FIELD OF THE INVENTION
This invention relates in general to mobile containers and, more particularly, to techniques for monitoring mobile containers.
Many different types of mobile containers are used for transporting and shipping a wide variety of items. One example of a mobile container is a truck with an enclosed portion that serves as the container. Persons assisting with the transport of a mobile container, such as the driver of a truck, are not always trusted agents.
- SUMMARY OF THE INVENTION
Accordingly, there are situations where it is desirable to be able to generate prompt notice if tampering occurs while a mobile container is in transit. As one example, a truck or some other mobile container may be transporting an authorized shipment of military weapons. Given the global threat of terrorism, it is desirable that notice be promptly provided to a central location if there is any tampering and/or theft in regard to the container or its cargo.
BRIEF DESCRIPTION OF THE DRAWINGS
One of the broader forms of the invention involves: supporting first and second portions of a monitoring system on a mobile arrangement that includes a container; monitoring a selected aspect of the container with the first portion; transmitting a first wireless communication from the first portion to the second portion, the first wireless communication including first information relating to the selected aspect of the container; and broadcasting a second wireless communication from the second portion to a remote location, the second wireless communication including second information that is based on the first information.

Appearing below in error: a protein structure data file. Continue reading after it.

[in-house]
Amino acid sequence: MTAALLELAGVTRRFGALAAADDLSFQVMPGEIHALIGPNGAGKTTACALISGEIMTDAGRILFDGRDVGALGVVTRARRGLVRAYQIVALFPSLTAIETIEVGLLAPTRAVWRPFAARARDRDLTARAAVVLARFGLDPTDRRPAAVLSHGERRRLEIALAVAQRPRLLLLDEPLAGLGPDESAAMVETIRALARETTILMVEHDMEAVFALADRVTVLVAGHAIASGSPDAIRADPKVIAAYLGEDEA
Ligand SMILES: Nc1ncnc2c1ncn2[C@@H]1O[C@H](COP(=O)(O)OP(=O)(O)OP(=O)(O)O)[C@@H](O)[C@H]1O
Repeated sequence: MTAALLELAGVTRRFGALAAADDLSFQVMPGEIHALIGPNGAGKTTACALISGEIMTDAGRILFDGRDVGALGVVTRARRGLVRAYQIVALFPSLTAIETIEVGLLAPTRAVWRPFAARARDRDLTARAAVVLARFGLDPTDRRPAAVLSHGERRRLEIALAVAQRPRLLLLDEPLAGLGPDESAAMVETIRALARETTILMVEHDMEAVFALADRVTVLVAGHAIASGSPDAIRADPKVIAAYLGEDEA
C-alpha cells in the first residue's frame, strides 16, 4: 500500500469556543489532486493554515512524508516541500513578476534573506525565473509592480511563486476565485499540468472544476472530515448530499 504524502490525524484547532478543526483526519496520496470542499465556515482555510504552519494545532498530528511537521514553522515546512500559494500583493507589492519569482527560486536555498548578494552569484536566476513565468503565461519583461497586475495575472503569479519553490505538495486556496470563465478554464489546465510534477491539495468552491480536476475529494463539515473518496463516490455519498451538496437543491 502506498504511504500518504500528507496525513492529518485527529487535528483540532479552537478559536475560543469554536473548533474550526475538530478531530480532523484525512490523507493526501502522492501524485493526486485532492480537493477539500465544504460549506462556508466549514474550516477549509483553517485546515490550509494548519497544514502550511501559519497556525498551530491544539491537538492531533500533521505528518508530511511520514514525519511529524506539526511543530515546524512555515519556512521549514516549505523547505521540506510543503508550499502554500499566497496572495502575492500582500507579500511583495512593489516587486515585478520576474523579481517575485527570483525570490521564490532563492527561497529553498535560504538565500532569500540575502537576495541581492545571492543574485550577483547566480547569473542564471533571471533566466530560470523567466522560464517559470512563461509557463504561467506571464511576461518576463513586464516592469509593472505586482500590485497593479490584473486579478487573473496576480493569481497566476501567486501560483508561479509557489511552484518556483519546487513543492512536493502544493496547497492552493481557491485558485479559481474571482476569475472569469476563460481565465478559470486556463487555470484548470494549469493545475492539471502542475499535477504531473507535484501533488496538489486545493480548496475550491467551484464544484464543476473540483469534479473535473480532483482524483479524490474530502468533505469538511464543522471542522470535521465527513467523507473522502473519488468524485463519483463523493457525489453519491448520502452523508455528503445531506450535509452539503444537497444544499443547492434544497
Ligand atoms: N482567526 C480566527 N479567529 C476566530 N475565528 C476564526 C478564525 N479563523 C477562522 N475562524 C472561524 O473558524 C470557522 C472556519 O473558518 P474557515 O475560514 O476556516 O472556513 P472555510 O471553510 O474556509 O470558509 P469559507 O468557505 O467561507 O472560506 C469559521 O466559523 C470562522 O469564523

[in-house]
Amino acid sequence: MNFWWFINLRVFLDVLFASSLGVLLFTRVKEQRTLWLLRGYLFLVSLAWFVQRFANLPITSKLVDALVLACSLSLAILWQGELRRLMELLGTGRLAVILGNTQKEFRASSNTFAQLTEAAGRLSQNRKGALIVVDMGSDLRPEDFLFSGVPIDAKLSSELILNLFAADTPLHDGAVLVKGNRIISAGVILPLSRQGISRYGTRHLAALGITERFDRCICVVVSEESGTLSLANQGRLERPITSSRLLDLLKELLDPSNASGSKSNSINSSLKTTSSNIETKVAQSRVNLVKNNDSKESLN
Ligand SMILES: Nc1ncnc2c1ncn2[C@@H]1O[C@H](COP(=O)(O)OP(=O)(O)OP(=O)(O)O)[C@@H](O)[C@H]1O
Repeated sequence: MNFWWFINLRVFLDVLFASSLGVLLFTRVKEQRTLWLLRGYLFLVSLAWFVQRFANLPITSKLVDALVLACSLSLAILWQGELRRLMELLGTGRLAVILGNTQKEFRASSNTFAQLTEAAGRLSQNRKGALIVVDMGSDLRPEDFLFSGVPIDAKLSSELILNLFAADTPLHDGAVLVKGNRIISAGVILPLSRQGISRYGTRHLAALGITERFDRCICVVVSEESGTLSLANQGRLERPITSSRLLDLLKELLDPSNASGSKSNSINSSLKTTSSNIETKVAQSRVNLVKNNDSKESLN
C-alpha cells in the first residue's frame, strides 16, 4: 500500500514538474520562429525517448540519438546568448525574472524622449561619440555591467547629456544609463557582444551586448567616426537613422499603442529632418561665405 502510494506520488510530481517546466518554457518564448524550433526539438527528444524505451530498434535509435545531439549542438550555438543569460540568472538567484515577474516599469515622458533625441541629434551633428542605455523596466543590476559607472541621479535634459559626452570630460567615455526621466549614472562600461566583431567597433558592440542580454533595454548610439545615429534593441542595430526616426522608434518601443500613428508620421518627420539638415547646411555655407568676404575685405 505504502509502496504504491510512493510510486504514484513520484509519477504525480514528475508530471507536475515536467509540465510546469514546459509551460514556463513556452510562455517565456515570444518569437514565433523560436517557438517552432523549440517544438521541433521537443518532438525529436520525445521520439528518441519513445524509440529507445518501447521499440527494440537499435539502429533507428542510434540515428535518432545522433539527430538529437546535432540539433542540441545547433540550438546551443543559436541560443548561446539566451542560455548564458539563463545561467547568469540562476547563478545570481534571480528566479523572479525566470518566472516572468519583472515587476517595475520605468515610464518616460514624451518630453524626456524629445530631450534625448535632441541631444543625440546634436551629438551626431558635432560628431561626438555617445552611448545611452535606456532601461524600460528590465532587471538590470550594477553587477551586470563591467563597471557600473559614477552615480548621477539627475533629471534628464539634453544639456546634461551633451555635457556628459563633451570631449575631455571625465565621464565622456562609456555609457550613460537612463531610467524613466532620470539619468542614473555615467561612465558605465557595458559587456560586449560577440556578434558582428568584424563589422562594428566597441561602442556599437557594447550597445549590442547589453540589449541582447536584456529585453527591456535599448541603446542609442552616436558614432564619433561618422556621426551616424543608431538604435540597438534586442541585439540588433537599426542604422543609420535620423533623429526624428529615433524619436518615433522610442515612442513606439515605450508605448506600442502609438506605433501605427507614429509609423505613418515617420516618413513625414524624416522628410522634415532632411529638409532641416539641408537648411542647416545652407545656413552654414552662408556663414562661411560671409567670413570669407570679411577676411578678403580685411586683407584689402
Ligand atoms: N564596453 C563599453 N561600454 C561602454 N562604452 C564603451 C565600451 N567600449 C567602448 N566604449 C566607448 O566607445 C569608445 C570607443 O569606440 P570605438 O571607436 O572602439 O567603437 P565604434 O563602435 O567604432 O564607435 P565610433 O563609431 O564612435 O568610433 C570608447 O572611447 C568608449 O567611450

A better understanding of the present invention will be realized from the detailed description that follows, taken in conjunction with the accompanying drawings, in which:
FIG. 1 is a diagrammatic side view of an apparatus having a satellite, a truck that serves as a mobile arrangement, and a monitoring system that includes two antennas mounted on the truck.
FIG. 2 is a diagrammatic side view of the satellite and part of the truck of FIG. 1, in an enlarged scale.